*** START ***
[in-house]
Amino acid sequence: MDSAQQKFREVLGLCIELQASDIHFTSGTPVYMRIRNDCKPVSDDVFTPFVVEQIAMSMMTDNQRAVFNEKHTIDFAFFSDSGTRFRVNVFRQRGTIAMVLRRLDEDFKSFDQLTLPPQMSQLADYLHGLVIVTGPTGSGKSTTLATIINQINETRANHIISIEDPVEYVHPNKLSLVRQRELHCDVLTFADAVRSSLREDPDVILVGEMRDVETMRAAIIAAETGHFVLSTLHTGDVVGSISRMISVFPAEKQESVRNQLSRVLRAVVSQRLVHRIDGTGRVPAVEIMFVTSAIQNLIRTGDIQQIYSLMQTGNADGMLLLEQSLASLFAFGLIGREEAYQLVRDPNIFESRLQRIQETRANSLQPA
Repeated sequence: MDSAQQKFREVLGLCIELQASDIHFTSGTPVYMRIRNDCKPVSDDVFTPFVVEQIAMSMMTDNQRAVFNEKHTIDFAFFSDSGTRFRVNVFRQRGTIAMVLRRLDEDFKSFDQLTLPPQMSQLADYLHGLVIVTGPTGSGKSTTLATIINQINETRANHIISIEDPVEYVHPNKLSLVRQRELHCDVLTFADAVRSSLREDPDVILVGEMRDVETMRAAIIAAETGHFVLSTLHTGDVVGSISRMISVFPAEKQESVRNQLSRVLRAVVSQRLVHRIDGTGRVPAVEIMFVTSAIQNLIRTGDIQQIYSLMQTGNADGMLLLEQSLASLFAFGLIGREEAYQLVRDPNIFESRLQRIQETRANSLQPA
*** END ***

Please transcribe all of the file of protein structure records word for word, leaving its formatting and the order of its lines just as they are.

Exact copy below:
[in-house]
Amino acid sequence: MDSAQQKFREVLGLCIELQASDIHFTSGTPVYMRIRNDCKPVSDDVFTPFVVEQIAMSMMTDNQRAVFNEKHTIDFAFFSDSGTRFRVNVFRQRGTIAMVLRRLDEDFKSFDQLTLPPQMSQLADYLHGLVIVTGPTGSGKSTTLATIINQINETRANHIISIEDPVEYVHPNKLSLVRQRELHCDVLTFADAVRSSLREDPDVILVGEMRDVETMRAAIIAAETGHFVLSTLHTGDVVGSISRMISVFPAEKQESVRNQLSRVLRAVVSQRLVHRIDGTGRVPAVEIMFVTSAIQNLIRTGDIQQIYSLMQTGNADGMLLLEQSLASLFAFGLIGREEAYQLVRDPNIFESRLQRIQETRANSLQPA
Repeated sequence: MDSAQQKFREVLGLCIELQASDIHFTSGTPVYMRIRNDCKPVSDDVFTPFVVEQIAMSMMTDNQRAVFNEKHTIDFAFFSDSGTRFRVNVFRQRGTIAMVLRRLDEDFKSFDQLTLPPQMSQLADYLHGLVIVTGPTGSGKSTTLATIINQINETRANHIISIEDPVEYVHPNKLSLVRQRELHCDVLTFADAVRSSLREDPDVILVGEMRDVETMRAAIIAAETGHFVLSTLHTGDVVGSISRMISVFPAEKQESVRNQLSRVLRAVVSQRLVHRIDGTGRVPAVEIMFVTSAIQNLIRTGDIQQIYSLMQTGNADGMLLLEQSLASLFAFGLIGREEAYQLVRDPNIFESRLQRIQETRANSLQPA